Insurance duty is paid to the state government by insurance providers and is calculated as a percentage of the policy premium. According to the Office of State Revenue, in NSW this can mean additional fees, which are often passed on to policy holders, range from 2.5% to 9% depending on the policy type.

Of course this is all dependent on the NSW Government honouring their word and not doing a back flip as they so cruelly did just one month out with the Emergency Services Levy.


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Is it any wonder the public has lost faith in politicians? NSW ESL what a mess!

No news article has caused my phone or email to run to hot as the one announcing the New South Wales back flip on the removal of the State’s Emergency Services Levy earlier this week.

Let us review the facts. The New South Wales government are the last mainland state in Australia to remove the levy. They did not have to reinvent the wheel, all they had to do is copy one of the other states that have gone through the change with little or no drama and pick the one that worked best.

They chose Victoria to model their change on, which to my thinking was the most unfair for the public, but created the greatest windfall for government and made it the most difficult for the insurance industry. (But this was all masked by beating up on the insurance industry).

The NSW government also engaged, with huge fan fare, high profile chest beating Allan Fels  to oversee it all.

Now a few people complain and with just one month to go it all gets put on hold. Like all the people who wrote or phoned me, I cannot believe this has occurred.

My own wife came into me shaking her head as she had paid the rates on our Sydney offices including the new Emergency Services Levy. How many other businesses would have done the same. Do we get this back before we get a new invoice from our insurer asking for it from them for them to comply? Think of all the extra work this will create for local authorities, the insurance industry, and business and home owners.

The irony here is that, within the insurance industry, every one of us should be, with only one month to go, applauding the NSW Government for removing the disincentive for full insurance and grossly unfair hidden tax. Instead we are shaking our heads in complete disbelief! View full post…

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Finally something a government has done that actually makes sense!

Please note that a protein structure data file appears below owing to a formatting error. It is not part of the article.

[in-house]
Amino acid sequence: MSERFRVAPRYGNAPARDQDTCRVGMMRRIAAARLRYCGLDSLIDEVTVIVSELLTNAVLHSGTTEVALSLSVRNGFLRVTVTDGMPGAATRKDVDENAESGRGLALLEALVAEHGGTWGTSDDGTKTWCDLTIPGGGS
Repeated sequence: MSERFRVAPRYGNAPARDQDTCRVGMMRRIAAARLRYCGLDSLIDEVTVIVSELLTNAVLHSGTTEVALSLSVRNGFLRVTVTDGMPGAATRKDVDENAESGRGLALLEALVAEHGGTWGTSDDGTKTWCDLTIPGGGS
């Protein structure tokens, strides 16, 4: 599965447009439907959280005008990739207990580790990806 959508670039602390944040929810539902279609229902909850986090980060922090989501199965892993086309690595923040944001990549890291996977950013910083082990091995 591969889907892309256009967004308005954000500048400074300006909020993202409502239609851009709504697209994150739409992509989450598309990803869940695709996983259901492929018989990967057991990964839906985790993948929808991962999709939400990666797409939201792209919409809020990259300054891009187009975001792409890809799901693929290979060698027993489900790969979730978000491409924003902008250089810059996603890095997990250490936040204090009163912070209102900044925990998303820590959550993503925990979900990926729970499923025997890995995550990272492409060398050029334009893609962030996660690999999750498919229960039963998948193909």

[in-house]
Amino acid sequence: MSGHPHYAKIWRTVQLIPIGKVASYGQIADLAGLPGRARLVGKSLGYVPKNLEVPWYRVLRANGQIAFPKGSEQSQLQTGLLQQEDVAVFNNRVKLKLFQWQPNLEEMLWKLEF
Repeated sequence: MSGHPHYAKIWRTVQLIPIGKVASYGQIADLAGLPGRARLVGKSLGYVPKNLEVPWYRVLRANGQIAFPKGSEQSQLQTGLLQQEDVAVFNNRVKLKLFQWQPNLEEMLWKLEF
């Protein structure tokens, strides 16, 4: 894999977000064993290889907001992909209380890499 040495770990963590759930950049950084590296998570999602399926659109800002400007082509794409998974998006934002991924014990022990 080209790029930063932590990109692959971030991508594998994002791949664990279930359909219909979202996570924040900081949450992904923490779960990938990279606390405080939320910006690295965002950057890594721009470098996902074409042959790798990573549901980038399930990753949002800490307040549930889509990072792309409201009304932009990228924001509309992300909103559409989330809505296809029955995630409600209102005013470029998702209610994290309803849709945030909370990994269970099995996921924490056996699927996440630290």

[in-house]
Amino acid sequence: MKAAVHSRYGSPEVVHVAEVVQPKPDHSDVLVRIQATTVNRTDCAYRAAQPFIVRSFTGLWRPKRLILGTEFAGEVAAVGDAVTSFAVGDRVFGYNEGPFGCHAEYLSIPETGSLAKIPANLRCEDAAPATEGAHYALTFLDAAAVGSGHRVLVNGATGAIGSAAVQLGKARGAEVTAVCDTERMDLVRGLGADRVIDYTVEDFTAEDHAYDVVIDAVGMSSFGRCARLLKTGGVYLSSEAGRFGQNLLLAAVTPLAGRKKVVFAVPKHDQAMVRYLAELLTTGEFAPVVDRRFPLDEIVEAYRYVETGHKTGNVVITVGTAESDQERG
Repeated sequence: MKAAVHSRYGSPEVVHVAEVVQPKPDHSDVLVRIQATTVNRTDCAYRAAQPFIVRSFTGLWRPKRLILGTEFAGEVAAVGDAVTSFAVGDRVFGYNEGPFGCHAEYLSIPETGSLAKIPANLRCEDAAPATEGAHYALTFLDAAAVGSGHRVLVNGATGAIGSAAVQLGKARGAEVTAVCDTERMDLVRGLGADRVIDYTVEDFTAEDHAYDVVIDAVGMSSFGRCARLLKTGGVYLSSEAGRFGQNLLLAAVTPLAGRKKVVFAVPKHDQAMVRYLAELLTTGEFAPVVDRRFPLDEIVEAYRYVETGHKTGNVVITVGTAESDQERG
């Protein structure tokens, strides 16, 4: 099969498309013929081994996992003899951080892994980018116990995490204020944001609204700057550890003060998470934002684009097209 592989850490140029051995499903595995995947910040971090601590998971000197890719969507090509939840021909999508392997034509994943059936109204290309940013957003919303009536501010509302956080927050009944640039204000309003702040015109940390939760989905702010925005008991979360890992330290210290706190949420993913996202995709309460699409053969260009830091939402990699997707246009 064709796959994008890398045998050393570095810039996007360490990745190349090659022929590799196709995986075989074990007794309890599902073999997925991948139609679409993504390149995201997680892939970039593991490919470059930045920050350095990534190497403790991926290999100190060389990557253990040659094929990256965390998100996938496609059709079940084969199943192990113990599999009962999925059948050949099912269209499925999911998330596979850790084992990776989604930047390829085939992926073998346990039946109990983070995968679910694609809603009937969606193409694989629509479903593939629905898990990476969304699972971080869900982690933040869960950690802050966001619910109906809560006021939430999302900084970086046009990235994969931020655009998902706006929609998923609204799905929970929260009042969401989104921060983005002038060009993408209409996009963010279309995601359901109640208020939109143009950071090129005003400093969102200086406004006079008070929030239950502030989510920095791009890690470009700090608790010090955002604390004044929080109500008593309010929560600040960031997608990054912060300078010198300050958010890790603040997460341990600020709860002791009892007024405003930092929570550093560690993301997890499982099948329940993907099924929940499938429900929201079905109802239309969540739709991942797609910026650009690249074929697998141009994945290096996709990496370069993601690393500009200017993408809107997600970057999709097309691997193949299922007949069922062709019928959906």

It was really great to read that the Victorian Government has removed stamp duty from insurance on farm policies. Well done!

This on top of the removal of Fire Services Levy is a great initiative and makes the vital protection provided by insurance affordable by a segment of our economy who can least afford not to have it.

Now if only other governments would show as much leadership and good sense. Three come immediately to mind that should follow suit.

Home and business owners in North Queensland are struggling due to the high cost of insurance yet, after Cyclone Yasi and the Brisbane Foods in 2011 the Queensland State Government increased stamp duty on insurance from 9% to 10% (a full 1% increase at a time when a government with even 1 eye open should have seen the importance of business and home owners to be fully insured.

Thorough research by Federal Government Departments has shown that the pricing of insurance in North Queensland is fairly priced on the risk being transferred to insurers. Thank goodness those advocating for a Mutual did not succeed as Tropical Cyclone Debbie would have probably wiped out the fund, everyone’s investment and left many people uninsured.

Let’s save all the money on enquiries and address the elephant in the room. If the Queensland Government followed the lead of Victoria and removed Stamp Duty followed by the Federal Government reducing the Terrorism Levy for those in North Queensland the cost of insurance would fall by more than 10%!

The decision by the New Zealand Government to drastically increase the cost of insurance due to changes to the Fire Service Levy defy understanding for they, like the Queensland Government, should understand the value to their economy of everyone being well insured.

The third Government in the trio is the Tasmanian government, who currently holds the record of taxing their business owners the most through insurance. This of course is a disincentive to development.